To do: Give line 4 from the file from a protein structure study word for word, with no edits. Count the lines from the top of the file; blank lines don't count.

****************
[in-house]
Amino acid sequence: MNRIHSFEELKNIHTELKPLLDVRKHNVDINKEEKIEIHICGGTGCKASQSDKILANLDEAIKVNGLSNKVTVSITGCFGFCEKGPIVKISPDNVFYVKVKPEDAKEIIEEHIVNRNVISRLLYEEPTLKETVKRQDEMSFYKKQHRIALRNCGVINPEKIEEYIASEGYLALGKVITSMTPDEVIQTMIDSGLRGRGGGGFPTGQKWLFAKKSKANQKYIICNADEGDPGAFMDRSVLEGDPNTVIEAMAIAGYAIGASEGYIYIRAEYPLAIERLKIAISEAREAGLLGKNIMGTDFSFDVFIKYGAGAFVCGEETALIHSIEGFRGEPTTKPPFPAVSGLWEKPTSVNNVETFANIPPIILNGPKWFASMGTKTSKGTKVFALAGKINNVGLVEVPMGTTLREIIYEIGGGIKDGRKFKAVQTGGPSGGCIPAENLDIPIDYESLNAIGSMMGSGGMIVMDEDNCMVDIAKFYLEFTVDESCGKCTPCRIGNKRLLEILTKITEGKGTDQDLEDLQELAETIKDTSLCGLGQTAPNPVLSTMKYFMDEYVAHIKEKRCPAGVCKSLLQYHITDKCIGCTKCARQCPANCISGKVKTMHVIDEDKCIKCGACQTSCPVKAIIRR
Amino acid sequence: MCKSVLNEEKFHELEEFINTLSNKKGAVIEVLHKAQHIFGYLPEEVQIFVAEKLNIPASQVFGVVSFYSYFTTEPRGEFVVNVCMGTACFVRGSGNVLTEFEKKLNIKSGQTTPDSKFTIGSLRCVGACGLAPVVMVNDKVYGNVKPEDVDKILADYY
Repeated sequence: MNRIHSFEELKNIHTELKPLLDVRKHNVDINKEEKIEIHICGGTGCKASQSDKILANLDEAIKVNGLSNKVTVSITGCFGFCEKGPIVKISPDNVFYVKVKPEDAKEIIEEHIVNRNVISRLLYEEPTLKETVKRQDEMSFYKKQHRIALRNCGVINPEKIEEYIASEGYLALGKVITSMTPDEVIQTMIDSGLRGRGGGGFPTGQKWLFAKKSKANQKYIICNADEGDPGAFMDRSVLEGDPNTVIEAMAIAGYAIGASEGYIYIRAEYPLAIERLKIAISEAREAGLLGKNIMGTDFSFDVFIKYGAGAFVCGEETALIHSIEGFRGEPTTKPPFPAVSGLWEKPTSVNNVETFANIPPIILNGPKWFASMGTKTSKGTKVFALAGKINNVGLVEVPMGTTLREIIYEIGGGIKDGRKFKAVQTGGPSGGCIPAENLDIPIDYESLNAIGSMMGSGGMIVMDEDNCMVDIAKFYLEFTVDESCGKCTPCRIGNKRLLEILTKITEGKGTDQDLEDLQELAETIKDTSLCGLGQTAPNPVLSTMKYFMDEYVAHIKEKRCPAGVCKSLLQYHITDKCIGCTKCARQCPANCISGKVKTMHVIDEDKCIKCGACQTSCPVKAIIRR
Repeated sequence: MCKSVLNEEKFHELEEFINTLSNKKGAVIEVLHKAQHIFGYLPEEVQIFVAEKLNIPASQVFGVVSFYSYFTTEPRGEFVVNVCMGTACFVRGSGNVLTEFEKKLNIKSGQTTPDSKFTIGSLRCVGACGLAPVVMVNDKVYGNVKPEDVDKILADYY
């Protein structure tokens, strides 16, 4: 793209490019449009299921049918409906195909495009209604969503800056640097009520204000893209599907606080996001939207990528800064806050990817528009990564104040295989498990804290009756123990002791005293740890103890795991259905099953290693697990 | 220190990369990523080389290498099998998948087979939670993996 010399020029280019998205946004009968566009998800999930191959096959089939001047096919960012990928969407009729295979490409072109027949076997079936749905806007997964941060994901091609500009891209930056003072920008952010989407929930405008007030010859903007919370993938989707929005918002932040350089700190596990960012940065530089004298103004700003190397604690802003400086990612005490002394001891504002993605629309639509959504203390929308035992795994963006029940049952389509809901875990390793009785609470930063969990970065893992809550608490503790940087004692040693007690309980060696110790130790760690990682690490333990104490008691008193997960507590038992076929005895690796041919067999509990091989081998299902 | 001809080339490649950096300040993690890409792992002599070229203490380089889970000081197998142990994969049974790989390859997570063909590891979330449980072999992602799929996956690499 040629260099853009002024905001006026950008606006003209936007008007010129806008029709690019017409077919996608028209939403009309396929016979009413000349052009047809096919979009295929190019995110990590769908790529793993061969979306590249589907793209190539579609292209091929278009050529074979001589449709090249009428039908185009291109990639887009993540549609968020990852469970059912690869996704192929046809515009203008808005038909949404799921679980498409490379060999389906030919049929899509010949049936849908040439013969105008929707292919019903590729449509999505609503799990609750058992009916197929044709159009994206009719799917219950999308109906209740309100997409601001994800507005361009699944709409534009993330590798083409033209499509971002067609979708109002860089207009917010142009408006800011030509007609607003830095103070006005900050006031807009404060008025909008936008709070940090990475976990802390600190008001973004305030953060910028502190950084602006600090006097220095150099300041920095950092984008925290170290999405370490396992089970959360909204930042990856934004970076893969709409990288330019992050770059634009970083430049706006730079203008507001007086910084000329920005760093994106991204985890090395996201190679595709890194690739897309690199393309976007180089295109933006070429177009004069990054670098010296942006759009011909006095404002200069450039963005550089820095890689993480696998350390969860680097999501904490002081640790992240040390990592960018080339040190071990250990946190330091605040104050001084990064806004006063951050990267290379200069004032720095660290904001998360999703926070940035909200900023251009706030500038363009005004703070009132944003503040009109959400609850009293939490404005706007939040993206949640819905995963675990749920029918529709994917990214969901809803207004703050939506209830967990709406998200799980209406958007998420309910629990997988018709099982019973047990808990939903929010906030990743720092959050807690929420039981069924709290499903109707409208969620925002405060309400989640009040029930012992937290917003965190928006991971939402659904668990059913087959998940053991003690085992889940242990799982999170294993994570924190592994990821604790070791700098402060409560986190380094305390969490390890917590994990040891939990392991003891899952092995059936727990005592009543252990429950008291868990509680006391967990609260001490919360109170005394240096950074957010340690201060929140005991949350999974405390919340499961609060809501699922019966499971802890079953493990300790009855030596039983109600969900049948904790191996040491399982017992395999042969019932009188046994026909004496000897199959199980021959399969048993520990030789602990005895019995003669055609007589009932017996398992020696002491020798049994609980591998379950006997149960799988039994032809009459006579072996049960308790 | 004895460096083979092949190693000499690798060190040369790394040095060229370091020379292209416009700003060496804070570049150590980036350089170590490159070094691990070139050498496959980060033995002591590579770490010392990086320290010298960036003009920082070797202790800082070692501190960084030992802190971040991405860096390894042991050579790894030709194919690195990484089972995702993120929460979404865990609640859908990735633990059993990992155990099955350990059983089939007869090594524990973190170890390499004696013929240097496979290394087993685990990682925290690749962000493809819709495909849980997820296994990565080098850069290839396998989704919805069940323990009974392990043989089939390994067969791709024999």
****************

Repeated sequence: MNRIHSFEELKNIHTELKPLLDVRKHNVDINKEEKIEIHICGGTGCKASQSDKILANLDEAIKVNGLSNKVTVSITGCFGFCEKGPIVKISPDNVFYVKVKPEDAKEIIEEHIVNRNVISRLLYEEPTLKETVKRQDEMSFYKKQHRIALRNCGVINPEKIEEYIASEGYLALGKVITSMTPDEVIQTMIDSGLRGRGGGGFPTGQKWLFAKKSKANQKYIICNADEGDPGAFMDRSVLEGDPNTVIEAMAIAGYAIGASEGYIYIRAEYPLAIERLKIAISEAREAGLLGKNIMGTDFSFDVFIKYGAGAFVCGEETALIHSIEGFRGEPTTKPPFPAVSGLWEKPTSVNNVETFANIPPIILNGPKWFASMGTKTSKGTKVFALAGKINNVGLVEVPMGTTLREIIYEIGGGIKDGRKFKAVQTGGPSGGCIPAENLDIPIDYESLNAIGSMMGSGGMIVMDEDNCMVDIAKFYLEFTVDESCGKCTPCRIGNKRLLEILTKITEGKGTDQDLEDLQELAETIKDTSLCGLGQTAPNPVLSTMKYFMDEYVAHIKEKRCPAGVCKSLLQYHITDKCIGCTKCARQCPANCISGKVKTMHVIDEDKCIKCGACQTSCPVKAIIRR